Monastaries of Carinthia - Part III
Part III: Stift St. Paul - Stift Gurk
Stift St. Paul im Lavanttal
Considered to be the biggest and most significant monastery of Carinthia, St Paul im Lavanttal (St Paul in the Lavant Valley - http://www.stift-stpaul.at/) is a Benedictine Abbey was founded relatively late for this area in 1085. After some trouble during the two centuries that followed the reformation with the Thirty Years′ War, St Paul managed to expand its already significant possessions over the course of the 16th and 17th century. Mines, parishes, farms, almost the entire Lavant Valley and taxation privileges made the monastery appear like a little principality within the county of Carinthia.
After a reform in 1809, it lost some of its property in Styria and the Friaul region, but remained powerful. In the same year, a secondary school was founded by the monastery, which remains to be maintained. Many of the parish churches that are associated with the monastery are considered to be worth seeing, such as St Georgen and the church of pilgrimage Maria Himmelfahrt in Pustritz, both with Romanesque cores.
Attractions within the monastery itself are the abbey′s church from the 12th century, a mix of Romanesque and Gothic styles. It contains a tomb with graves of Habsburg family members and a significant collection of art and silver in a treasury. St Paul′s library contains some 45,000 volumes.
Stift Gurk: St Hemma′s legacy
The formerly Benedictine, then Augustinain and now Salvatorian abbey of Gurk (http://www.dom-zu-gurk.at/) is not only one of Carinthia′s most elaborately decorated ones, but also among the top-notch attractions of Austria. By 898, the lands around Gurk had been given to the Bishop of Salzburg, whereas Gurk itself went to a local count. The widowed countess Hemma eventually inherited the property and being a devout lady, she decided to use her wealth to found churches (such as Glödnitz, Lieding, St. Radegund, St. Lorenzen) and monasteries (such as Admont and - you guessed it - Gurk).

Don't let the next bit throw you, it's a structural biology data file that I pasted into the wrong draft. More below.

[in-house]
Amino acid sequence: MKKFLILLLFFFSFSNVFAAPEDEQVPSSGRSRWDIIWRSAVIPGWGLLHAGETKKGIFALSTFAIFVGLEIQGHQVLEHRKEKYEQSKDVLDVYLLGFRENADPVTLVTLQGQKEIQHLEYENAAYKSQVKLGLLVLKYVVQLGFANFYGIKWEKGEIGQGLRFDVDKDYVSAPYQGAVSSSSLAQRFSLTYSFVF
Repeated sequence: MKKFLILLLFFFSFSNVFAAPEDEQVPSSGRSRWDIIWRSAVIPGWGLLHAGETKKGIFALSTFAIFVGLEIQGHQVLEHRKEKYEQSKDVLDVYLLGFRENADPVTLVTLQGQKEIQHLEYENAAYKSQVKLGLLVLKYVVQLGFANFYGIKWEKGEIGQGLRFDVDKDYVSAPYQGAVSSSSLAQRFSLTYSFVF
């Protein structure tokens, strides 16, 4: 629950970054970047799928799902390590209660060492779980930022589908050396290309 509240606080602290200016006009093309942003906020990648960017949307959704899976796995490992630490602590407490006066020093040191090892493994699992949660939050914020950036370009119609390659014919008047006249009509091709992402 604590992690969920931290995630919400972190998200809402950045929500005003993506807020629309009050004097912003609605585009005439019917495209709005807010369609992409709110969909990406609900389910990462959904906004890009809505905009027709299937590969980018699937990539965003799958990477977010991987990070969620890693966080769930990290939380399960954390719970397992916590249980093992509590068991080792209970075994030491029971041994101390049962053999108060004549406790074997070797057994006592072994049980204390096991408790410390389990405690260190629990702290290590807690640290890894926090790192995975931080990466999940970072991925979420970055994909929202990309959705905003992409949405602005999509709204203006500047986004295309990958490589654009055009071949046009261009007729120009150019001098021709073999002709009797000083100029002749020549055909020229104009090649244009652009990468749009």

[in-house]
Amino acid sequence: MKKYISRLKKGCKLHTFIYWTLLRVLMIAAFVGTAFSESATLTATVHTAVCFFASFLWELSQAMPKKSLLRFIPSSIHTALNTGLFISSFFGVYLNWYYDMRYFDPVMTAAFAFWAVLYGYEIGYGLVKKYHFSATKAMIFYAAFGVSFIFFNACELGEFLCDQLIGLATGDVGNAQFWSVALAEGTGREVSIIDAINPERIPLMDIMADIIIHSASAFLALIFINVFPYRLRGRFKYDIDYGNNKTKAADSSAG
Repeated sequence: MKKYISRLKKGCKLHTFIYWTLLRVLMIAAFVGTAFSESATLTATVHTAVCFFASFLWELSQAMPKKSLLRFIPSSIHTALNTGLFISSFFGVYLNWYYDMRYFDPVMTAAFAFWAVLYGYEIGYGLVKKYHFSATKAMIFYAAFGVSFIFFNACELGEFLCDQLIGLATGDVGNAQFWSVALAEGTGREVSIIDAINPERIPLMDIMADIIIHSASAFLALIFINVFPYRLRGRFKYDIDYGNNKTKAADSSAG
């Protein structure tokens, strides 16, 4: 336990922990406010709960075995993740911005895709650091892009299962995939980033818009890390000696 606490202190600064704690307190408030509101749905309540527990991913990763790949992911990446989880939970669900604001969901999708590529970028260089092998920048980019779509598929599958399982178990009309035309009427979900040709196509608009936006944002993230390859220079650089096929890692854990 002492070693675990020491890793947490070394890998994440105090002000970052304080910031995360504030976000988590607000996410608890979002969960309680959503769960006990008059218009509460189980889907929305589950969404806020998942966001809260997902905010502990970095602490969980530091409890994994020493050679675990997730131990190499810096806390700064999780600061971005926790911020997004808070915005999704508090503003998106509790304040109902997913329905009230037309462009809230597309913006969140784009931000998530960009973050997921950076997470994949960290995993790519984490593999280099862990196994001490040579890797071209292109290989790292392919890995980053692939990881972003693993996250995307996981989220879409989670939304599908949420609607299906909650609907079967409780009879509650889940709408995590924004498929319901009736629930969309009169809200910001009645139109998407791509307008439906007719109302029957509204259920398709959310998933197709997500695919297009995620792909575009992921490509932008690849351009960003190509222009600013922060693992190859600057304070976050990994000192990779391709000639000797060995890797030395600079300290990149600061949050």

The church of Our Lady and the associated nunnery were founded after Hemma′s death in 1045. The original inhabitants were nuns from Nonnberg Nunnery in Salzburg. 25 years after Hemma′s death, the Archbishop Gebhard of Salzburg eventually got hold of Gurk and dissolved the nunnery due to "illicit behaviours" of the nuns. In turn, the nunnery and church became the cathedra (seat) of an own bishop, assigned by the Archbishop of Salzburg. Hemma was beatified in 1287 and made a saint in 1938.
The history of the dependent Gurk was shaped by constant rivalry with its "master" Salzburg. In the 12th century, Augustinian monks re-established a monastery and later formed a cathedral′s council ("Domkapitel") that should secure the influence of Salzburg on Gurk′s affairs. The bishops of Gurk worked hard on the extension of their autonomy and wealth. In 1179, the troops of Salzburg eventually laid siege on the resistant bishop of Gurk. Rivalry (or rather dominance versus resistance) continued after the reformation, although Salzburg peaked on power in the 17th century.
In 1787, under the rule of Emperor Joseph II, the cathedral′s council was secularised and the monastery dissolved. Shortly afterwards, the bishop was translocated to Klagenfurt. In 1792, Salvatorian nuns from France moved into the vacant site and since then, they were used by several orders. At times, the monastery served as a hospital, school or refugee camp.
Today, it is maintained by Salvatorian nuns again and one of Austria′s most important sites of pilgrimage. This is only in part due to the - rather local - significance of St. Hemma, but also due to the architectural significance of the cathedral. The elaborate building is Romanesque in its core, but also has elements of Gothic style (especially the ceiling of the main nave) and Baroque style (especially in the interiors). It contains the tomb of St. Hemma and is famous for its arches and frescos.
All Monasteries by Province
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